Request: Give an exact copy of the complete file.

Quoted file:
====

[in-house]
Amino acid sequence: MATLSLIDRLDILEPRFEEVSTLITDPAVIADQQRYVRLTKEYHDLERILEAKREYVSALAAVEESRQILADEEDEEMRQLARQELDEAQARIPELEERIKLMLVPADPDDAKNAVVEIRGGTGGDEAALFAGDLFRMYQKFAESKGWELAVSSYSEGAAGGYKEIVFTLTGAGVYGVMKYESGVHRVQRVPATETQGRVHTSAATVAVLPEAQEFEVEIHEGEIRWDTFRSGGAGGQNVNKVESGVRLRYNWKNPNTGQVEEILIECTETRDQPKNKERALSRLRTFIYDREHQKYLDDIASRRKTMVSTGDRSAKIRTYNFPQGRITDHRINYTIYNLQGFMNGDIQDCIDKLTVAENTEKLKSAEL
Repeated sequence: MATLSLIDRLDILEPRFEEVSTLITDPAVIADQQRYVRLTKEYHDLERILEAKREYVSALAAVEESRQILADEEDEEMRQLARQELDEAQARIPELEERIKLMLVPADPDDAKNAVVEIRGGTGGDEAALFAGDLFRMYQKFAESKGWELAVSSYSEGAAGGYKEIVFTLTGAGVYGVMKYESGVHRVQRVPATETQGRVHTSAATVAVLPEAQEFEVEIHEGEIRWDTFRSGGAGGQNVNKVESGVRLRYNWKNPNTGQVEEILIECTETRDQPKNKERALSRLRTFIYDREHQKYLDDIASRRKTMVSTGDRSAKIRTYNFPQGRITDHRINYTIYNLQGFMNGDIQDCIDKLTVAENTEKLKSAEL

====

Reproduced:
[in-house]
Amino acid sequence: MATLSLIDRLDILEPRFEEVSTLITDPAVIADQQRYVRLTKEYHDLERILEAKREYVSALAAVEESRQILADEEDEEMRQLARQELDEAQARIPELEERIKLMLVPADPDDAKNAVVEIRGGTGGDEAALFAGDLFRMYQKFAESKGWELAVSSYSEGAAGGYKEIVFTLTGAGVYGVMKYESGVHRVQRVPATETQGRVHTSAATVAVLPEAQEFEVEIHEGEIRWDTFRSGGAGGQNVNKVESGVRLRYNWKNPNTGQVEEILIECTETRDQPKNKERALSRLRTFIYDREHQKYLDDIASRRKTMVSTGDRSAKIRTYNFPQGRITDHRINYTIYNLQGFMNGDIQDCIDKLTVAENTEKLKSAEL
Repeated sequence: MATLSLIDRLDILEPRFEEVSTLITDPAVIADQQRYVRLTKEYHDLERILEAKREYVSALAAVEESRQILADEEDEEMRQLARQELDEAQARIPELEERIKLMLVPADPDDAKNAVVEIRGGTGGDEAALFAGDLFRMYQKFAESKGWELAVSSYSEGAAGGYKEIVFTLTGAGVYGVMKYESGVHRVQRVPATETQGRVHTSAATVAVLPEAQEFEVEIHEGEIRWDTFRSGGAGGQNVNKVESGVRLRYNWKNPNTGQVEEILIECTETRDQPKNKERALSRLRTFIYDREHQKYLDDIASRRKTMVSTGDRSAKIRTYNFPQGRITDHRINYTIYNLQGFMNGDIQDCIDKLTVAENTEKLKSAEL